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Star-Crossed Lovers Online: Romeo and Juliet for a Digital Age
|Grades||9 – 12|
|Lesson Plan Type||Standard Lesson|
|Estimated Time||Five 50-minute sessions|
This lesson invites students to use their understanding of modern experiences with digital technologies to make active meaning of an older text, such as Shakespeare’s Romeo and Juliet, by asking students to create their own modern interpretation of specific events from the drama. Students first brainstorm a list of technologies they use, and then imagine what would happen if Romeo and Juliet were set in a modern-day world and that technology was available to the characters. Students work in small groups to create technology profiles for characters in the play, and then discuss their ideas with the class. Next, students select from a variety of projects in which they re-imagine a scene from the play with modern technology incorporated. Finally, students share their projects with the class and discuss why they made the choices of scene and technology that they did.
Modern-Day Interpretation Projects: This handout outlines a variety of projects students can do in response to Romeo and Juliet.
Rubric for Modern-Day Interpretation Projects: Use this rubric to assess students' projects.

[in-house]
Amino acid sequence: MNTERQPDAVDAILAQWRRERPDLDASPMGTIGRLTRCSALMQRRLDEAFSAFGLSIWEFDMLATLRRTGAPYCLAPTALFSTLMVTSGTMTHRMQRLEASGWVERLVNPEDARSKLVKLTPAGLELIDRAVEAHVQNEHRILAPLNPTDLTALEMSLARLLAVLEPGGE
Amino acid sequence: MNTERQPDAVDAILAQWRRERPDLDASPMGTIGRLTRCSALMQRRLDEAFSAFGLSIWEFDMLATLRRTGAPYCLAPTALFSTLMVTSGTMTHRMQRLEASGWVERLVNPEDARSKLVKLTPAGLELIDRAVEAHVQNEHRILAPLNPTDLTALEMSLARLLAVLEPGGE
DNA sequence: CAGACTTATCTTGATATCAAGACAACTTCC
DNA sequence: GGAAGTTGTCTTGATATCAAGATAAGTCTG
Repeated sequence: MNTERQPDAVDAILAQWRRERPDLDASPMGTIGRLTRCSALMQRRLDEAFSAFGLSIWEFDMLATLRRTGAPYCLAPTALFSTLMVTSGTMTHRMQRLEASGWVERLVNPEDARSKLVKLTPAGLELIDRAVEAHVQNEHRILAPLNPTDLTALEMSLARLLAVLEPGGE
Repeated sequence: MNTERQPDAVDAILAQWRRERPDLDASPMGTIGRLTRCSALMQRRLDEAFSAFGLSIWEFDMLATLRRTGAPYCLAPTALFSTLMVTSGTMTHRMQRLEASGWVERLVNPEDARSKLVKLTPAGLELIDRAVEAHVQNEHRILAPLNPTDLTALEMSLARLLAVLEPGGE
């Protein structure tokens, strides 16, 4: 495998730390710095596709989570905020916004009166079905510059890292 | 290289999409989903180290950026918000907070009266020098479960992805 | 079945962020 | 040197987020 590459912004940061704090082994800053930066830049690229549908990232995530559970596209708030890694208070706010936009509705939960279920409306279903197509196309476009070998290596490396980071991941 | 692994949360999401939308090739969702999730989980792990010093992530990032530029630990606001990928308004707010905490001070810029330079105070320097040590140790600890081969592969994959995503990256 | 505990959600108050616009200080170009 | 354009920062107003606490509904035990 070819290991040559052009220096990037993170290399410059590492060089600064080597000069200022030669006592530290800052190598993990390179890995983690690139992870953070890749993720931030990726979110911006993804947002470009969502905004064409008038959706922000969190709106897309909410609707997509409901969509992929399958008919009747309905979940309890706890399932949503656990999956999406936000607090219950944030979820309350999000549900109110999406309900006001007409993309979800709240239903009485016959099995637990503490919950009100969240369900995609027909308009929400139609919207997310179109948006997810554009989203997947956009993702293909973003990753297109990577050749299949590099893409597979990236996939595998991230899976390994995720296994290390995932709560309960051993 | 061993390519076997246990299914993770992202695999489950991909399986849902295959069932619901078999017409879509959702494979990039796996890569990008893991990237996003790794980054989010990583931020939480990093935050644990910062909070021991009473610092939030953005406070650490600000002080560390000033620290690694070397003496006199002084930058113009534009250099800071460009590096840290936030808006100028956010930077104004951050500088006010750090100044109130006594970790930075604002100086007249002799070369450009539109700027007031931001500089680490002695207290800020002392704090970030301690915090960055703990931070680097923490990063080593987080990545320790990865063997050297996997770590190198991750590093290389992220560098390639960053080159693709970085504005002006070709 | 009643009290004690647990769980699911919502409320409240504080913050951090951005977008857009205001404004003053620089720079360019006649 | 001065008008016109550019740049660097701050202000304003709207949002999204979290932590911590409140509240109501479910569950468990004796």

The best literature activities encourage students to make their own meaning out of what they read and to discover for themselves the beauty of great literature. But achieving this goal consistently is easier said than done, especially with Shakespearean texts where students struggle with language and cultural details that are quite different from those that they encounter in their day-to-day experiences. In "Dialogue with a Text," Robert Probst argues that authentic meaning-making cannot be achieved by asking students to learn a range of facts and details about the time period, the text, and the author's language. Rather, students must engage with the text and make their own meaning. Probst continues, "...if meaning is a human act rather than a footlocker full of dusty facts, then we must focus attention on the act of making meaning rather than simply on the accumulation of data." To move from Probst's "footlocker full of dusty facts" to active meaning making allows students to unlock the mysteries of a text on their own and at their own pace. In practice, this lesson allows students to explore the text in relationship to their own understanding of the world and their own experiences. As a result, students not only identify underlying meaning in the play itself but also find echoes of the drama's theme and subject in the modern world.
This lesson plan was adapted from Gaylynn A. Parker's "Antigone in Cyberspace" from Ideas Plus: Book 17 (NCTE, 1999).
Robert E. Probst. "Dialogue with a Text." English Journal 77.1 (1988): 32-38.